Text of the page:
This introductory-level accounting course provides students with a solid base in accounting fundamentals, including U.S. GAAP, the conceptual framework, nature of accounts, journal entries, and ultimately, financial statements. Provides in depth coverage of the process by which accountants analyze, journalize, post, and summarize transactions. Reviews and analyzes multiple examples of current financial statement presentations. Financial ratio analysis and time value of money techniques will be integral to this learning experience. For MSA, GDPA, & MST Students this is the first course in the financial accounting sequence. For MBA students, this potential elective course builds upon concepts learned in MBA 640 which is why it should be taken after completing or waiving MBA 640.

    Term:

    Offered Both Fall and Spring

  • ACCT-804 Cost and Managerial Accounting

    Credits:

    3.00

    Description:

    Examines the concepts and practices of cost measurement: variable costing, cost-volume-profit analysis, setting goals and monitoring performance, standard costing, and variance analysis. Students learn how to work with multiple products; standard mix and mix variances; joint and by-product costing; measurement and control of overhead costs; and constructing operating, working capital, and capital budgets. Students study analysis in support of decisions, such as pricing, setting product line and customer profitability policy, sourcing of products and services, and matching costing systems to strategy. For MSA, GDPA, & MST Students this is the first managerial accounting course you will take. For MBA students, this potential elective course builds upon concepts learned in MBA 640 which is why it should be taken after completing or waiving MBA 640.

    Term:

    Offered Both Fall and Spring

MSA Core Courses (21 Credits)

If must substitute, select elective off of approved MSA electives list.

  • ACCT-801 Graduate Financial Accounting II

    Prerequisites:

    ACCT-800 or MSA Program Director permission

    Credits:

    3.00

    Description:

    This is the first of two intermediate-level accounting courses that build on students' learning in ACCT 800, going in-depth into measurement and reporting of asset, liability, and stockholders' equity accounts for external financial reporting purposes. Discusses pronouncements of authoritative sources such as the SEC, AICPA, and the FASB. Introduces students to IFRS and their similarities to and differences from U.S. GAAP. Develops strong critical thinking and problem-solving skills.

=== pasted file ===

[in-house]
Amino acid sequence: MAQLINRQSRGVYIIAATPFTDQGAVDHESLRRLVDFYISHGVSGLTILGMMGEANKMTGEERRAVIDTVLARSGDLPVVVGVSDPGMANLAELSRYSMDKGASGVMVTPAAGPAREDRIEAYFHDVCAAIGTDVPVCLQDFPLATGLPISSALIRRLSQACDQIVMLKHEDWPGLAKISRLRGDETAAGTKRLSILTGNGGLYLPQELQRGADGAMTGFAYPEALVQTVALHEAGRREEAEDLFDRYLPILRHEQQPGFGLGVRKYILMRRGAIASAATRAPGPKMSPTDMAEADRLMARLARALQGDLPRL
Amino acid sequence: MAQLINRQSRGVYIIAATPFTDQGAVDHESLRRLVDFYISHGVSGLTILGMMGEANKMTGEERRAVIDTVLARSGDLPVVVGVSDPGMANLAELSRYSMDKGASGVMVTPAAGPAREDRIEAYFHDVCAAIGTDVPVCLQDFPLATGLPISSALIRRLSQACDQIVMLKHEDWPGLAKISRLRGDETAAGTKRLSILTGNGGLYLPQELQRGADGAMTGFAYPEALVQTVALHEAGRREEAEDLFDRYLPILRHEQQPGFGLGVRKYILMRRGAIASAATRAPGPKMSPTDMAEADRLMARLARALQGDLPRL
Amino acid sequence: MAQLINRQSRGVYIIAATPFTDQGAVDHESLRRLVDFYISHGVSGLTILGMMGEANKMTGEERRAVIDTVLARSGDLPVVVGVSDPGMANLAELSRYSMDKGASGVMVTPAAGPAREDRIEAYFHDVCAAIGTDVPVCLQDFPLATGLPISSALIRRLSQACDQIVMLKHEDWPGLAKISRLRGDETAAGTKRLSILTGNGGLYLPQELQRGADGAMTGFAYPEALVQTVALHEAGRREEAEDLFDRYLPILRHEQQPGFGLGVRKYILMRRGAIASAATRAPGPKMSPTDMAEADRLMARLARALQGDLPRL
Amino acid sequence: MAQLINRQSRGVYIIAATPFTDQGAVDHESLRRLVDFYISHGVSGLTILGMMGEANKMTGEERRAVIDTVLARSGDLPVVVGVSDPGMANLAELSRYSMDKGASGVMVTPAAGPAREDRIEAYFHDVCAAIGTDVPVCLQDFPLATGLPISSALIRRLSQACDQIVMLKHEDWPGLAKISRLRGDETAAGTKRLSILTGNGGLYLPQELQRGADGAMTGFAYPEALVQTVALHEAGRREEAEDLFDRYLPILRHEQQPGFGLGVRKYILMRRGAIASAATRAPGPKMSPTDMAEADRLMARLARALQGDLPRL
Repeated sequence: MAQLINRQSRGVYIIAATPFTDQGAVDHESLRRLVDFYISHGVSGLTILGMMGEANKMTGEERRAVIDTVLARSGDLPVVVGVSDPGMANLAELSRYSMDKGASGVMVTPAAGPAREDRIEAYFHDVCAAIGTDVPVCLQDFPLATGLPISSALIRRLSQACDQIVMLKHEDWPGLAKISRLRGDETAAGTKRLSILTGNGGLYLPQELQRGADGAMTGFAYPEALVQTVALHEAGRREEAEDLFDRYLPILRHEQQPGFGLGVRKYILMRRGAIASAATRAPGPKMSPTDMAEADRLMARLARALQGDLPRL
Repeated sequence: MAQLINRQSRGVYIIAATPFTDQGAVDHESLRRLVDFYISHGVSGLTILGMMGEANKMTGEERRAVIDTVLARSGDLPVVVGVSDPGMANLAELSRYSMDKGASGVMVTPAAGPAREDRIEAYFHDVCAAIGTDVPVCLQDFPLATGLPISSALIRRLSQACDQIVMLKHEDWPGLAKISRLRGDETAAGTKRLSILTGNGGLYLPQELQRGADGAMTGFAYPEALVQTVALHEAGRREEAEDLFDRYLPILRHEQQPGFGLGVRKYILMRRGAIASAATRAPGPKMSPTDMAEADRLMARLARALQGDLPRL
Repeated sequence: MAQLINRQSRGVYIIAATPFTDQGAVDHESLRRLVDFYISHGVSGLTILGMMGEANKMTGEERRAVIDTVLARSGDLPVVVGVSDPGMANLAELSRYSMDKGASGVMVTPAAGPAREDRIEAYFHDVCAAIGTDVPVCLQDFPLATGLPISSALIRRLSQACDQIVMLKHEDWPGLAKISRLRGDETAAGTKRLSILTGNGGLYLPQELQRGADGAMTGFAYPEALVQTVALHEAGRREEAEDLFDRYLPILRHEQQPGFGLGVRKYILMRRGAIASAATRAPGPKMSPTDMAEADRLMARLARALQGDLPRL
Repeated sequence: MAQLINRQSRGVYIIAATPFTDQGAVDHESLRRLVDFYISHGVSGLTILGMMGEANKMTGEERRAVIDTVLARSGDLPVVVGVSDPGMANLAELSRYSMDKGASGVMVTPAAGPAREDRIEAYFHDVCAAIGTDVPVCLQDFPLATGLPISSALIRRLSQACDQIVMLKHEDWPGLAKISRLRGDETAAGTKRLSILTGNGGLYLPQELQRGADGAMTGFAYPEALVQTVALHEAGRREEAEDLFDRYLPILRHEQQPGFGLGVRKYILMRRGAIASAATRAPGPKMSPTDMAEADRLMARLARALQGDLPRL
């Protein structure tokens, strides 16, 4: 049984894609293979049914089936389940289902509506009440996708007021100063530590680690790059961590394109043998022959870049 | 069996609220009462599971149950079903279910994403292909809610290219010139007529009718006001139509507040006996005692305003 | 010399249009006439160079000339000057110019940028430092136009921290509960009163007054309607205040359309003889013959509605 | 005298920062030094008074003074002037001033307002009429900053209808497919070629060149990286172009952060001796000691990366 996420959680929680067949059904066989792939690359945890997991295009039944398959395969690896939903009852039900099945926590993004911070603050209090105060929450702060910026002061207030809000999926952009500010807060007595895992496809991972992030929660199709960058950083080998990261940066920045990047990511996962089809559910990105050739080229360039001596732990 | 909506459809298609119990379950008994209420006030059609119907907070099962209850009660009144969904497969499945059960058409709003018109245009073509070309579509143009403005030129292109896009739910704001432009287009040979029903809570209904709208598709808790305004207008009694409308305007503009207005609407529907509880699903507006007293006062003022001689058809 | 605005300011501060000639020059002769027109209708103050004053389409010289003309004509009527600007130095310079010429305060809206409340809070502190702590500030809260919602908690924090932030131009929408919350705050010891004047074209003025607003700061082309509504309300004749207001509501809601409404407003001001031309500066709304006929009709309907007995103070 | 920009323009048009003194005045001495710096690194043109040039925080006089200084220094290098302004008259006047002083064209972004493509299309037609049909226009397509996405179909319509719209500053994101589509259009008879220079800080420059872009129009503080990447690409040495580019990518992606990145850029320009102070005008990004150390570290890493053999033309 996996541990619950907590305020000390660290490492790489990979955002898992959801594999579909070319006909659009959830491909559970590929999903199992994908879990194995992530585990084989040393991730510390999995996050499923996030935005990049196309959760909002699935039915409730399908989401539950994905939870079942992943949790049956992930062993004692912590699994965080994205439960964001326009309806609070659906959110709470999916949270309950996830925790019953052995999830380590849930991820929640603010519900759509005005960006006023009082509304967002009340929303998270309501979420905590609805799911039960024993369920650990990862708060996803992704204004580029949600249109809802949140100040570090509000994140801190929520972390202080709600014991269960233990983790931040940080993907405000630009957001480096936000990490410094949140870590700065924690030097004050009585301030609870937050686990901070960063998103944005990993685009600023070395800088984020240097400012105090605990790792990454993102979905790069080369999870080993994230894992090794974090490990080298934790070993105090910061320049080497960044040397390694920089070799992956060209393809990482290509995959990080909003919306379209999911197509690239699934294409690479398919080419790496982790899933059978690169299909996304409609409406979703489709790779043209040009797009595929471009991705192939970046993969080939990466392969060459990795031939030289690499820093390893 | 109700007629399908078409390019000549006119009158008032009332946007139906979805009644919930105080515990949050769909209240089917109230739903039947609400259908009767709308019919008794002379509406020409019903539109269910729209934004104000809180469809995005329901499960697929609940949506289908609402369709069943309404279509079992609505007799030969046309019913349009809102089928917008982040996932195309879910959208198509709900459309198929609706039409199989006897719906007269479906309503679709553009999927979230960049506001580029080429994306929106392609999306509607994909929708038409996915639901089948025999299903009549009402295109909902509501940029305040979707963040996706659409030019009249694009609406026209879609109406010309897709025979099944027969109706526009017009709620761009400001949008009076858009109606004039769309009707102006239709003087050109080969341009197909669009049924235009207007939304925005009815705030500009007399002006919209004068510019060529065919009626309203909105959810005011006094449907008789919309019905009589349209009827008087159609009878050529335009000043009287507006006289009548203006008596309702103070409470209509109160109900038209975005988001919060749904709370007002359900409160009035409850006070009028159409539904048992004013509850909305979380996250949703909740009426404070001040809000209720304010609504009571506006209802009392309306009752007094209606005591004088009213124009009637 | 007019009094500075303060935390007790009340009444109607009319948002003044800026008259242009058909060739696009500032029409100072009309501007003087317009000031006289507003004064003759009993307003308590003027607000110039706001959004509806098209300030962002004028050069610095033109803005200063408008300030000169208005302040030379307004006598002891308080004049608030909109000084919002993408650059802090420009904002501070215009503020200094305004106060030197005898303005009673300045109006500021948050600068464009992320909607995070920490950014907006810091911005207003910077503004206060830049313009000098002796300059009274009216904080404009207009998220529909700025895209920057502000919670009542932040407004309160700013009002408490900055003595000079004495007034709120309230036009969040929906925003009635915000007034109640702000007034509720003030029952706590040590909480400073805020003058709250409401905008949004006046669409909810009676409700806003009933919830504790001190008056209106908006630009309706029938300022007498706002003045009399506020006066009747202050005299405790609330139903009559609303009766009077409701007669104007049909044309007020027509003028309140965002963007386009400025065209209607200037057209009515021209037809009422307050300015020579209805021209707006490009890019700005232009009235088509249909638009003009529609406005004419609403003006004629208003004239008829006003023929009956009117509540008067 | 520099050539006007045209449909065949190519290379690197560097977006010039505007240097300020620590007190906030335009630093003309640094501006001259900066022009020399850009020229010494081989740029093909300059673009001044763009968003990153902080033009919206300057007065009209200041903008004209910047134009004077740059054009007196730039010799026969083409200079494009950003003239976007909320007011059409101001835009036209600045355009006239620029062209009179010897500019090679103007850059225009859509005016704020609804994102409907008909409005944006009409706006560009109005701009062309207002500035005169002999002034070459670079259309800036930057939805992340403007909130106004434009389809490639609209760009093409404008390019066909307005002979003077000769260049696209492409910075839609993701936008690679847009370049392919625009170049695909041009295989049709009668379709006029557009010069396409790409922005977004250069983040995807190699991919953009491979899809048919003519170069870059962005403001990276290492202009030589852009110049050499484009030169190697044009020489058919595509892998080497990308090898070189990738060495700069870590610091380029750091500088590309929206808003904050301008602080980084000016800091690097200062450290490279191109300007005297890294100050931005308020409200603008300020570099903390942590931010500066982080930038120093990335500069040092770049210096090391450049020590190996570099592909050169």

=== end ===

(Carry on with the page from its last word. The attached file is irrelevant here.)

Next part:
Term:

    Offered Both Fall and Spring

  • ACCT-802 Graduate Financial Accounting III

    Prerequisites:

    ACCT-801 or MSA Program Director permission

    Credits:

    3.00

    Description:

    This is the second of two intermediate-level accounting courses. The critical thinking and problem-solving skills developed in ACCT 801 are broadened as this class tackles more complex accounting concepts, including: dilutive securities, earnings per share, investments, revenue recognition, income tax accounting, pensions and leases. Since accounting for many of these areas has been a source of substantial debate and major revisions in recent years, subject matter covered will be topical. Pertinent pronouncements of standard-setting bodies continue to be studied.

    Term:

    Offered Both Fall and Spring

  • ACCT-805 Auditing and Assurance Services

    Prerequisites:

    ACCT-800 or MBA-640

    Credits:

    3.00

    Description:

    Introduces the field of auditing, with a concentration in auditing historical financial statements in accordance with generally accepted auditing standards, and some exposure to auditing the internal control over financial reporting of large public companies. Covers the environment, standards, regulation, and law of auditing in the US, with some exposure to the international environment. Covers audit planning, risk, and materiality assessments, audit evidence, evaluation of internal control, documentation, and audit reports. Includes researching and resolving practice-oriented problems and practice in using computer-assisted audit techniques and electronic confirmations.

    Term:

    Offered Both Fall and Spring

  • ACCT-865 Accounting Information Systems

    Prerequisites:

    ACCT-800 or MBA-640

    Credits:

    3.00

    Description: